You are here

Prairie Notes header

Prairie Notes are monthly photo/journal observations from Tandy Hills Natural Area by Founder/Director, Don Young. They include field reports, flora and fauna sightings, and more, mixed with a scoop of dry humor and a bit of philosophy. They are available free to all who get on the FOTHNA email list.

Relationships

Prairie Notes: #85
January 1, 2014

1) Relationships
2) Proverbs 2013: I - XII
3) REmembership
4) Coming Attractions
5) How Birds Cope
6) Prairie Proverb

1) Relationships

I often express pride in the accomplishments of Friends of Tandy Hills Natural Area (FOTHNA), especially in light of the fact that it was founded and remains independent of corporate or government influence. Yet the success of the organization's achievements depend on variety of crucial relationships.

First and foremost among these is FOTHNA's relationship with the citizens of north Texas who visit the parkland and connect with it independently or through one of our events or conservation and education programs. This relationship is the bedrock of our success and essential to keeping Tandy Hills "like it was."

Unlike many "Friends" groups, FOTHNA was not founded by a happy group of citizen volunteers. In 2004, founding members were at odds with city leaders about the future of the 160 precious acres. We were committed to preventing any type of incompatible activity.

The huge success of Prairie Fest proved that thousands of north Texans agreed with us and cared about Tandy Hills and their environmental heritage. Later we secured official non-profit status and forged a relationship with Fort Worth ISD to sponsor field trips at the park. That relationship brought thousands of school kids to the prairie and emphasized our commitment. The city took notice.

Eventually, it became clear that both parties were allies. In April 2010, a rather historic support agreement was established between the City of Fort Worth and FOTHNA. Quarterly meetings between the parties have insured good communication and positive outcomes. The once antagonistic relationship bloomed into one of shared goals, cooperation and friendship.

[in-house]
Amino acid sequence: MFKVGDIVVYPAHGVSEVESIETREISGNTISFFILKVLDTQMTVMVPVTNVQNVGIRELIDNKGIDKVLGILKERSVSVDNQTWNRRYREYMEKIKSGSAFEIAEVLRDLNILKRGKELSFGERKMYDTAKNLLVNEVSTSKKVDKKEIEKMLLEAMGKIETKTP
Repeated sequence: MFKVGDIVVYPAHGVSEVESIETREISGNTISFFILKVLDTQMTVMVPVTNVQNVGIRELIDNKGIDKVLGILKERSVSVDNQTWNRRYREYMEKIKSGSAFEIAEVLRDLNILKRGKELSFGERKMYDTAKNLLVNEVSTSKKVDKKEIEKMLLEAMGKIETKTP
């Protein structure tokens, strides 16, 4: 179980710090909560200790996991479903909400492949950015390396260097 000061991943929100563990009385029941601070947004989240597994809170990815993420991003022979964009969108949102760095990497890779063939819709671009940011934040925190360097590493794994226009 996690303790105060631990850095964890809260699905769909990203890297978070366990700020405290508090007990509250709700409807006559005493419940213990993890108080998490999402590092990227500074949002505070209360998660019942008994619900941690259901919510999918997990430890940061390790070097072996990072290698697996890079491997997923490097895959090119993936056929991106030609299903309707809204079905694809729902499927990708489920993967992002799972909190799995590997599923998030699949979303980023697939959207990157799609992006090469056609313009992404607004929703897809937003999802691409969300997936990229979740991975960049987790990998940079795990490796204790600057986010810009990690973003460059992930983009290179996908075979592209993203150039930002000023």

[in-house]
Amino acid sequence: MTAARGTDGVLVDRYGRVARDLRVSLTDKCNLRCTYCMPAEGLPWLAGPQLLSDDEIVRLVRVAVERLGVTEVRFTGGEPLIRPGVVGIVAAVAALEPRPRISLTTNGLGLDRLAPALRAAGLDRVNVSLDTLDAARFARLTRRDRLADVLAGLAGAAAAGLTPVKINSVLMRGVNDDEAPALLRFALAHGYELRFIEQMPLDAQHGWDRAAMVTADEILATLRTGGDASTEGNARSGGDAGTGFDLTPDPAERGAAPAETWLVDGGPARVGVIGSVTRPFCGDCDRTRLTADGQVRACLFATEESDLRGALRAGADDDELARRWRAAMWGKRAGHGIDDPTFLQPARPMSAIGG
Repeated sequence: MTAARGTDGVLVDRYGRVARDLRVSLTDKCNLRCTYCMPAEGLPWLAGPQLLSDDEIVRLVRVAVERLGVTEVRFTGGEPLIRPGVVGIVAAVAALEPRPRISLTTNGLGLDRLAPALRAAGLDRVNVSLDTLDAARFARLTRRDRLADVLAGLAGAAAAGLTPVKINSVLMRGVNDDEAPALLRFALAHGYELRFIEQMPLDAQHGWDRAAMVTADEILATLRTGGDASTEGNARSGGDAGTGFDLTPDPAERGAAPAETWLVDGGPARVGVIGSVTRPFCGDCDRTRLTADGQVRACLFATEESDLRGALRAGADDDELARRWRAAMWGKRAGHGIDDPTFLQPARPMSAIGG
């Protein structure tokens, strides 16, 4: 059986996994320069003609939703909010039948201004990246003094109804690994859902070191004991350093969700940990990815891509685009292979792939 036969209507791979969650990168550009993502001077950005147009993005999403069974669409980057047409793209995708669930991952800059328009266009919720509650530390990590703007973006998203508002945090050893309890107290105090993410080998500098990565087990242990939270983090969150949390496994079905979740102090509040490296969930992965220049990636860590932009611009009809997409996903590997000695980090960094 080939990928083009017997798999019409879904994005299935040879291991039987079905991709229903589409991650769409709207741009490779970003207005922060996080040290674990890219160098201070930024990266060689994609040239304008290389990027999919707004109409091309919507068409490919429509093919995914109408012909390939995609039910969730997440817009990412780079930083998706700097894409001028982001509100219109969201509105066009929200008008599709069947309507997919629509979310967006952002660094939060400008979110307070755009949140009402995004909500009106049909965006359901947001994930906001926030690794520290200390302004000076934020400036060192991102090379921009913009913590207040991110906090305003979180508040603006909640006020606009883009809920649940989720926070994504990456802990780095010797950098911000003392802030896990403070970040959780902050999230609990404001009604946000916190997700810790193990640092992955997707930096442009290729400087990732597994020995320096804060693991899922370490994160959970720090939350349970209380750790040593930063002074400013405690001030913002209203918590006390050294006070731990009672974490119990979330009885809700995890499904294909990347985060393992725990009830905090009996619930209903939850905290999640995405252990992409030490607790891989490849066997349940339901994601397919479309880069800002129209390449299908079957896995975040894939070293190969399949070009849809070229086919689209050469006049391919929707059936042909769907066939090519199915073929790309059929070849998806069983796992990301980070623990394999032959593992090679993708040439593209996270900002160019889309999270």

The relationship has improved to the point that in December 2013, the Parks and Community Services Advisory Board recognized the accomplishments of FOTHNA at their quarterly meeting. Superintendent, Jerry McDowell, a staunch supporter of FOTHNA activities, spoke appreciatively to our efforts with Brush Bash, Kids on the Prairie and other outreach programs.

The Board of Directors of FOTHNA wishes to thank the city for this recognition and look forward to a long and rewarding future of working side by side for the betterment of our Tandy Hills.

DY


L-R: Sheila Hill (PB Chair), Kathy Scott, Richard Zavala (PACS Dir.), Jerry McDowell (PACS Superintendent), Jim Marshall, Phil Hennen, Heather Foote, Don Young, Debora Young and Kathy Cash (FWISD).

2) Proverbs 2013: I - XII

As is my custom in the cold, dark days and long nights of Winter, when the prairie is sleeping, I like to revisit the wisdom of Prairie Proverbs of the past 12 months. I've also included some of my favorite photos from each month. Starting from 01/01/13:

"Conservation is a state of harmony between men and land."

- Also Leopold, A Sand County Almanac, 1949

"I walk here and there, seeking open,
flat spaces against a sky up high.
I have discovered, too late, perhaps,
that I always preferred the empty more than the full,
for breathing and forgiving."

- Teresa Palomo Acosta, The Prairie Farmland Fields, (from, Between Heaven and Texas) 2006

"...extreemly fertile; consisting of a happy mixture of prairies and groves; exhibiting one of the most beautifull and picteresk seens that I have ever beheld."

- Meriwether Lewis, describing his impressions of the American prairie, (from, Journals of the Lewis and Clark Expedition) 1804

"It happened I couldn't find in all my books
more than a picture and a few words concerning
the trout lily,

so I shut my eyes.
And let the darkness come in
and roll me back.
The old creek

began to sing in my ears
as it rolled along, like the hair of spring,
and the young girl I used to be
heard it also,

as she came swinging into the woods,